Why Now Is Not the Time to Quit Ministry

You’ve probably thought about quitting recently.

The data David Kinnaman, President of Barna Group shares weekly on our joint podcast, Church Pulse Weekly, shows that pastors are more discouraged than ever, are worried about much lower effectiveness in their ministry post-COVID, and that 20% of churches might not even survive.

No wonder you’ve thought about quitting.

Speaking personally, I find that even scrolling through my social media and news feed most days discourages me.

I’m not telling you can’t quit. Of course you can. You can do whatever you’d like.

But I would like to try to persuade you why, for most leaders, this is probably the wrong time to leave. To at least reconsider.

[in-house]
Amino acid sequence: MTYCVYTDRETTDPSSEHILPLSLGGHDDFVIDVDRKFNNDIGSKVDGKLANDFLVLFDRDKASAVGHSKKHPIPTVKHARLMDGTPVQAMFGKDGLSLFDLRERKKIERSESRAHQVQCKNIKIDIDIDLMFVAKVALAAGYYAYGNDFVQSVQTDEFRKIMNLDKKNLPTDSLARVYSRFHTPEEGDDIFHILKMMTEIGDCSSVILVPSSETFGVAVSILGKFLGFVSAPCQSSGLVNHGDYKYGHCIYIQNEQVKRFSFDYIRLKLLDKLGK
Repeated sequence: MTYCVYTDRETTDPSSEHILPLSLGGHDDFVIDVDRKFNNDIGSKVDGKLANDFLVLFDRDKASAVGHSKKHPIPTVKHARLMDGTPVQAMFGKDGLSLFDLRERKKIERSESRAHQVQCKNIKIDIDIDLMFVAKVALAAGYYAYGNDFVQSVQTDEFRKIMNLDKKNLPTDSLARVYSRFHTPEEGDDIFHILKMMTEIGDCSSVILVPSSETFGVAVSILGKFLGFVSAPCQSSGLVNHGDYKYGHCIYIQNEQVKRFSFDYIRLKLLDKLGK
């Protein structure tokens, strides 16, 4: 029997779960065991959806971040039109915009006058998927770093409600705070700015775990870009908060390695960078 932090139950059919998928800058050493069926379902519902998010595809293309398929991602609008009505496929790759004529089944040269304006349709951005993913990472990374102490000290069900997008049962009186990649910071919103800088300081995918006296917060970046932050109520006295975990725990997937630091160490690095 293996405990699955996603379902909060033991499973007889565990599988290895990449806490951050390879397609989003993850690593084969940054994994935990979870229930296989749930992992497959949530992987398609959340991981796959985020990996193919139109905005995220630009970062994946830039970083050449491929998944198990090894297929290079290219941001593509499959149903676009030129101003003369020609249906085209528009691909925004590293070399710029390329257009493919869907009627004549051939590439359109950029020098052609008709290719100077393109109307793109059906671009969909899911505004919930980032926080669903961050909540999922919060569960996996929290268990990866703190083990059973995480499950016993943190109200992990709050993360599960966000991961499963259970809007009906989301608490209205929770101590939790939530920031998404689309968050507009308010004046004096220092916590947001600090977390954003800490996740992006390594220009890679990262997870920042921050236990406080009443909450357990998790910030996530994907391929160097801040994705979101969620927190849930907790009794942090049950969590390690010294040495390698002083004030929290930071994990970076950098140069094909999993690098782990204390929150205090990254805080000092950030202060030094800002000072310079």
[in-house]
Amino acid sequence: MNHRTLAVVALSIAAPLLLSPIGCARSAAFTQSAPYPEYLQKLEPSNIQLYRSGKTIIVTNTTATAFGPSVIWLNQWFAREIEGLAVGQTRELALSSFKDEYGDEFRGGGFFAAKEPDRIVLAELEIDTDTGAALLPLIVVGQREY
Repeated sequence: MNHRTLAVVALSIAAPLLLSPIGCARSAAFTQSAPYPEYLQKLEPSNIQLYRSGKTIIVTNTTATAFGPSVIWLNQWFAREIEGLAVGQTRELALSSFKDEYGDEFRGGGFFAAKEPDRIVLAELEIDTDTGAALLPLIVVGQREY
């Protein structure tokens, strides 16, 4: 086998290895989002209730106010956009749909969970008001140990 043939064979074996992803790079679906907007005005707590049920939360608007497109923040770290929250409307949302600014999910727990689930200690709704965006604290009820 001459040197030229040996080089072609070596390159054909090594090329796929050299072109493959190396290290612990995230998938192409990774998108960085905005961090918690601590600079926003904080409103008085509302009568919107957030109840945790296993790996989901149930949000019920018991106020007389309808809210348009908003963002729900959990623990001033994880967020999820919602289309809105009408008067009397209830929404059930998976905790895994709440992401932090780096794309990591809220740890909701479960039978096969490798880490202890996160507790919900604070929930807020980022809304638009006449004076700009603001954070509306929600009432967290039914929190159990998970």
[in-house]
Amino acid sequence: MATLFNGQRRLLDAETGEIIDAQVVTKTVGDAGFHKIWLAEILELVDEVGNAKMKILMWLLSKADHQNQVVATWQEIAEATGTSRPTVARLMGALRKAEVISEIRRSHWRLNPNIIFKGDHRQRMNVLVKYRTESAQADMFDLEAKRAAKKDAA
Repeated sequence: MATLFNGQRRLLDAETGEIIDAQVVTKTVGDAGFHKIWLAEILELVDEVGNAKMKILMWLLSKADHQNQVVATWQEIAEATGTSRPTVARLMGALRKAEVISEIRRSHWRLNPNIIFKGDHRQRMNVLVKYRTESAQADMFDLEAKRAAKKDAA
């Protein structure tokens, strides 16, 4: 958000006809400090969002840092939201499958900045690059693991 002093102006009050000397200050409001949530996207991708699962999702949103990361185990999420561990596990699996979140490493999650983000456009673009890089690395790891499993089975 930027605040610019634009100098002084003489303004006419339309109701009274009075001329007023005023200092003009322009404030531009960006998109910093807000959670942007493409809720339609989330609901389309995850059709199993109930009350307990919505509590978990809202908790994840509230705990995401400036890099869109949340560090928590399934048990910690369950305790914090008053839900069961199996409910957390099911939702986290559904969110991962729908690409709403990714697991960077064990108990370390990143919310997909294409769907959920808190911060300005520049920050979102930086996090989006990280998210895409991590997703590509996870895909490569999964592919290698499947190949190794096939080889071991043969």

And I’d love to give you a few strategies to help you move through these days with more composure, grace and, well, sanity.

I get it. It’s hard. Really hard.

Here’s why it’s worth hanging in if you can.

1. Quitting on a Bad Day Is a Really Bad Idea.

I’ve wanted to quit more than a few times, and almost always that’s because I’m having a bad day.

Here’s what I’ve realized: quitting on a bad day is a really bad idea.

On a bad day, your emotions hijack your brain. You can’t think straight, and you almost always end up doing things you regret.

Quitting is pretty permanent.

And if quitting on a bad day is a bad idea, 2020 has been a string of bad days, weeks and months. The pressure is cumulative. And it’s probably wisest to resist.

Does this mean you can never quit?